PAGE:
Another in a regular series of fascinating, intriguing, or thoughtful tales about people and places in Nado history — presented by your Coronado Historical Association
By the late 1920s, a dizzying number of aircraft inventions and experiments were filling the skies of Coronado as inventors and entrepreneurs sought that next big breakthrough. Coronadans have sighted a lot of funny planes in the last 100 years but one of the strangest was the “autogyro,” the world’s first practical rotary wing aircraft and a precursor to today’s helicopter.
Like a helicopter, the autogyro (or autogiro) employs a set of rotor blades positioned on top of a conventional airplane. Unlike a helicopter, these blades are unpowered and only turn when the aircraft is moving ahead. The blades provide lift and aid maneuverability and control.
Industrialist Harold Pitcairn introduced the first American autogyro model and brought a prototype of the craft to Coronado for evaluation by the Navy and Marines in May 1931. Not surprisingly, the aircraft caused an instant sensation.
“Dropping almost perpendicularly out of the skies with a new kind of ease and grace, Johnny Miller late yesterday afternoon landed at the naval air station on North Island in the first autogyro type of airplane flown to the Pacific coast,” a San Diego Union on-scene reporter wrote.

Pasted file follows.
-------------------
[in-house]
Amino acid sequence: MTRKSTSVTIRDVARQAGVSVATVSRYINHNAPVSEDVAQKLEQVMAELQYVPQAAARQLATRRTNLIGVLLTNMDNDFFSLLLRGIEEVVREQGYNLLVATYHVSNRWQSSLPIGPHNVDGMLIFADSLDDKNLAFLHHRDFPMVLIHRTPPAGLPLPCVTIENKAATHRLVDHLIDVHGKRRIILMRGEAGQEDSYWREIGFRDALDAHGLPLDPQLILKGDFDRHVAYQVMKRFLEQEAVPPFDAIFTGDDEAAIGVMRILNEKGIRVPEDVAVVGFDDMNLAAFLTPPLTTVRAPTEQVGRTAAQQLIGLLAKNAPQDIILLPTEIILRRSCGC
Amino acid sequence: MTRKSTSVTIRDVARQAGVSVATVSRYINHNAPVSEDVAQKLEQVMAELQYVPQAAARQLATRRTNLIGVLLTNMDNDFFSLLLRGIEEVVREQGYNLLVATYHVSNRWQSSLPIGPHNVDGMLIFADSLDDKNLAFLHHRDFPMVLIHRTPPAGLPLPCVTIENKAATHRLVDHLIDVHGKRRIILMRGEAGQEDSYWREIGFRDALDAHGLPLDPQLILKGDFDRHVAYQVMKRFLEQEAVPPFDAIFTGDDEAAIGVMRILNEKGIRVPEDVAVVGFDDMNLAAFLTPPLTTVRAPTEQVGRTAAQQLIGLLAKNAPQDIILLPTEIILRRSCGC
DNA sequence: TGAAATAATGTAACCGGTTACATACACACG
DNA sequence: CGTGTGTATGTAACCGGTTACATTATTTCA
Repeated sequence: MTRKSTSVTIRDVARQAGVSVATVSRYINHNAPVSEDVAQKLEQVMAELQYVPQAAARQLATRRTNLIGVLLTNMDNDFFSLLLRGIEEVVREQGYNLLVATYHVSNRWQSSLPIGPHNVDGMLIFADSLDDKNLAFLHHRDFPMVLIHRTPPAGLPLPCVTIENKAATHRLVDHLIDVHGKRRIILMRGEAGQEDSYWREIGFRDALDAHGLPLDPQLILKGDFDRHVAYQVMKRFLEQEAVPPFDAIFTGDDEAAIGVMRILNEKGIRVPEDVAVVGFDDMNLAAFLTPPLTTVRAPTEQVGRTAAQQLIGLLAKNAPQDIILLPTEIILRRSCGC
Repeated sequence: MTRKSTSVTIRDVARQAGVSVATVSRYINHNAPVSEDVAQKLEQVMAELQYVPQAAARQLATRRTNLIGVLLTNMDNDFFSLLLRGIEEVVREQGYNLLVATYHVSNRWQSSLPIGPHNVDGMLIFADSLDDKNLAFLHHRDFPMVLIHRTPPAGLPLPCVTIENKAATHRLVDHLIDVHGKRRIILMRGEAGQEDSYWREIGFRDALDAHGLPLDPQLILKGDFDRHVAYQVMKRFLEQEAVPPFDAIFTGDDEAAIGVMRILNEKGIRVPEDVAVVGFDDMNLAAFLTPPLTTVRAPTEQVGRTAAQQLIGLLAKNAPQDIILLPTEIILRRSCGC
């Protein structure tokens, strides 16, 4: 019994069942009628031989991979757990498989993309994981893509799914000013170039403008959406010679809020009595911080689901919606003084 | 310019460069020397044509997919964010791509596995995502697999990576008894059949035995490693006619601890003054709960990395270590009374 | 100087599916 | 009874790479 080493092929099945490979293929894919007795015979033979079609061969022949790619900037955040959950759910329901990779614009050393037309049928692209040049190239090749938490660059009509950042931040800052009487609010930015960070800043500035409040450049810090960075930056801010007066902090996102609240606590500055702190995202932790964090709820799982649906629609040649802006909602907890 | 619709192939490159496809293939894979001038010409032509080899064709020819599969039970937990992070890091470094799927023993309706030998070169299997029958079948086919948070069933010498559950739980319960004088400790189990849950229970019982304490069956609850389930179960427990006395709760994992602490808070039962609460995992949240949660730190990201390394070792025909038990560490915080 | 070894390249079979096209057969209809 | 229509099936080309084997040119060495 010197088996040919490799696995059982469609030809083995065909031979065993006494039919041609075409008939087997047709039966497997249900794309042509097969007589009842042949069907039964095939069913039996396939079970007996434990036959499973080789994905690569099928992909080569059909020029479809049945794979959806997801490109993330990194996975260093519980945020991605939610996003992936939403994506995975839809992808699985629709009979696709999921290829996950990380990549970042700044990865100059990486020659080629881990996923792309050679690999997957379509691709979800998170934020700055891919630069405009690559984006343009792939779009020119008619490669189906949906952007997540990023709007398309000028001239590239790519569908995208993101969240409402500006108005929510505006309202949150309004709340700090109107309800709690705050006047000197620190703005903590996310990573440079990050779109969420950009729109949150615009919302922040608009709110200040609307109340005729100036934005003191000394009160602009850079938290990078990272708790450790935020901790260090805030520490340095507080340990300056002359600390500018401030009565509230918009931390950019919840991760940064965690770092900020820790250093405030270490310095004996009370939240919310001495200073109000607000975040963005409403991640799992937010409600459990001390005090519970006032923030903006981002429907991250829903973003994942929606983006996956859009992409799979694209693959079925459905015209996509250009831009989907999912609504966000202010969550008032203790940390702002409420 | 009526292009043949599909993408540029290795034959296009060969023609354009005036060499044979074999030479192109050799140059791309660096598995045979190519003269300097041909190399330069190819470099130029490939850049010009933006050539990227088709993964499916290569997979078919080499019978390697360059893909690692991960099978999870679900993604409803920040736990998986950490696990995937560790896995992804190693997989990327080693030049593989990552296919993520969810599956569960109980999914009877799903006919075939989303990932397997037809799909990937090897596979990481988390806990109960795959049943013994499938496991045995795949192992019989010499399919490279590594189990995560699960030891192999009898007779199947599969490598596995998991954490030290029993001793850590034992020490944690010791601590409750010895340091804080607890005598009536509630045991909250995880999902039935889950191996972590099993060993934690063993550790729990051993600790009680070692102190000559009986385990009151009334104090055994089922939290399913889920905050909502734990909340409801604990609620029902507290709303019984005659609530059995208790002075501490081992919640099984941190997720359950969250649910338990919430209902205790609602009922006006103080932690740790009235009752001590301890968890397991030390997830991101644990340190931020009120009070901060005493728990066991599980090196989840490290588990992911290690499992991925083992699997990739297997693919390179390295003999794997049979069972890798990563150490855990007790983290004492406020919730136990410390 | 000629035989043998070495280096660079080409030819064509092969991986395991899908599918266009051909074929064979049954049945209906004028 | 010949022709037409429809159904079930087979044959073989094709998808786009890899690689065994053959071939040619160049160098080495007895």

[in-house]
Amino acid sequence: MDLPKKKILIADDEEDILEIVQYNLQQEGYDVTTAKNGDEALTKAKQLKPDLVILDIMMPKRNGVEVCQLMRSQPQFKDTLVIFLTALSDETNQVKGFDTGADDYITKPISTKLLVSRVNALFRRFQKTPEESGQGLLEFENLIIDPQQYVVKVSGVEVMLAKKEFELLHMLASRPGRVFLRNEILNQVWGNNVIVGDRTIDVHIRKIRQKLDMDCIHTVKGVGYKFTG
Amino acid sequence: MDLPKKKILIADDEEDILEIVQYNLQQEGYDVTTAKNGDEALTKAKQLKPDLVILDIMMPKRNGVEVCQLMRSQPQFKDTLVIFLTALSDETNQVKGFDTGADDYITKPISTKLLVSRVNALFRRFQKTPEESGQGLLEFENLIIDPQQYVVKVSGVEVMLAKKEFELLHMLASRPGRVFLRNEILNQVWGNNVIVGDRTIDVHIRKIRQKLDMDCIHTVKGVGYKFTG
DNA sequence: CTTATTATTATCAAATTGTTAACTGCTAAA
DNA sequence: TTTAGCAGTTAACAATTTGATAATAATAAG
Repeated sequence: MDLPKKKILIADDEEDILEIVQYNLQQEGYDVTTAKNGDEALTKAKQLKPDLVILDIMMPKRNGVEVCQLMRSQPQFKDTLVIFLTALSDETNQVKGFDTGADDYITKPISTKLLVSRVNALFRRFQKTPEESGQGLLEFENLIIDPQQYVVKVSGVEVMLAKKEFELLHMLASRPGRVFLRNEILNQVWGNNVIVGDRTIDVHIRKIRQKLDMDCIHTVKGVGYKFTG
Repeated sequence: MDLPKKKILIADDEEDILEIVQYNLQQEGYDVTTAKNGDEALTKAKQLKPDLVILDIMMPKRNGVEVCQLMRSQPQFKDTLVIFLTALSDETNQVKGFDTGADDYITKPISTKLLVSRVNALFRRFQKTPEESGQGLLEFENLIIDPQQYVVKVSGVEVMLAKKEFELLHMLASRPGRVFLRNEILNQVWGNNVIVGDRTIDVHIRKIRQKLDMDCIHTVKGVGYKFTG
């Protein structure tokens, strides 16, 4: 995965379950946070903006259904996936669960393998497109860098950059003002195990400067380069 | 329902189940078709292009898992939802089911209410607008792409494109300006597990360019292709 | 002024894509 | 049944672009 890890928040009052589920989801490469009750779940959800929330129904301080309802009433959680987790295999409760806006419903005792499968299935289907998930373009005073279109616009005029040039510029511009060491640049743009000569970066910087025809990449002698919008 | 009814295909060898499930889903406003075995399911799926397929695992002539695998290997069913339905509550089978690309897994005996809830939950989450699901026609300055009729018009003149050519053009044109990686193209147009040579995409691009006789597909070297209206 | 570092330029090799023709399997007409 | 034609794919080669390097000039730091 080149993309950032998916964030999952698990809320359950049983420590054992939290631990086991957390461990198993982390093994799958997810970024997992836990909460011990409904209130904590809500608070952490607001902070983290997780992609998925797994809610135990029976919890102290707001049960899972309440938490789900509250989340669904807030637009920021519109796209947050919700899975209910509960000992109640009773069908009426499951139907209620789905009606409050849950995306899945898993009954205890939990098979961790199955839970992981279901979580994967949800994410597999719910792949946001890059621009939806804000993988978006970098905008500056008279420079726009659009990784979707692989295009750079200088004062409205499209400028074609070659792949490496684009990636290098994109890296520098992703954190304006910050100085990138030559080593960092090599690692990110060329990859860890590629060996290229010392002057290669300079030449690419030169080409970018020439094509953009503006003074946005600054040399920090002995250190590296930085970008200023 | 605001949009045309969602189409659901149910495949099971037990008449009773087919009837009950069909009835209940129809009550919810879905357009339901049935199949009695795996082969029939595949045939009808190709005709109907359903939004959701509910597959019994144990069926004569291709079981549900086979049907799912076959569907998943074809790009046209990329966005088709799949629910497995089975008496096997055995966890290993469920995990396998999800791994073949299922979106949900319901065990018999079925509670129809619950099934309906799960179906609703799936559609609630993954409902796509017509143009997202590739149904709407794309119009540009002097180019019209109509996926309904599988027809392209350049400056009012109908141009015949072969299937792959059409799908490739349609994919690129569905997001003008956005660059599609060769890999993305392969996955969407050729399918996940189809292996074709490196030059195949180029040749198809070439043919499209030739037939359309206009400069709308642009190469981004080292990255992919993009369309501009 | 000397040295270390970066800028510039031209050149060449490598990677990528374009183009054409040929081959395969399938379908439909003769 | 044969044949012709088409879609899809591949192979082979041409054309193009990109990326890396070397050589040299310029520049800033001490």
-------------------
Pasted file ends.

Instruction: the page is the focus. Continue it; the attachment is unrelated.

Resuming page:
As soon as it landed at North Island, interested naval aviators swarmed the pilot. The head of aircraft for the Battle Force, Rear Admiral Joseph Reeves, and the Battle Force commander personally observed the autogyro go through its paces, with Admiral Reeves commenting, “I can’t believe my eyes!”
The autogyro was already quite the rage, touted especially for its superb safety record, high maneuverability, short takeoffs and near-vertical landings. Amelia Earhart owned an autogyro and caught everyone’s attention by piloting it on a transcontinental flight.
As the “flying windmill” gracefully dipped and banked over Coronado, one person described it as “blades swishing through the air with a sound like a broom being actively applied by an energetic housewife,” and landing as softly as if “setting down a baby carriage.”
Later that year in September, Pitcairn’s autogyro was tested aboard aircraft carrier Langley flown by a naval aviator. The Navy ultimately obtained three prototypes of the aircraft that they designated as XOP-1; each aircraft carried a pilot and an observer.
Although the Navy continued to test the craft and assigned one prototype to the Marines for use operationally against Nicaraguan guerillas, they never contracted for any more, probably because of Depression funding. It would not be until late in World War II that Coronado was to see its first helicopter. (BL)
San Diego Union and Evening Tribune 28-30 May 1931 © CHA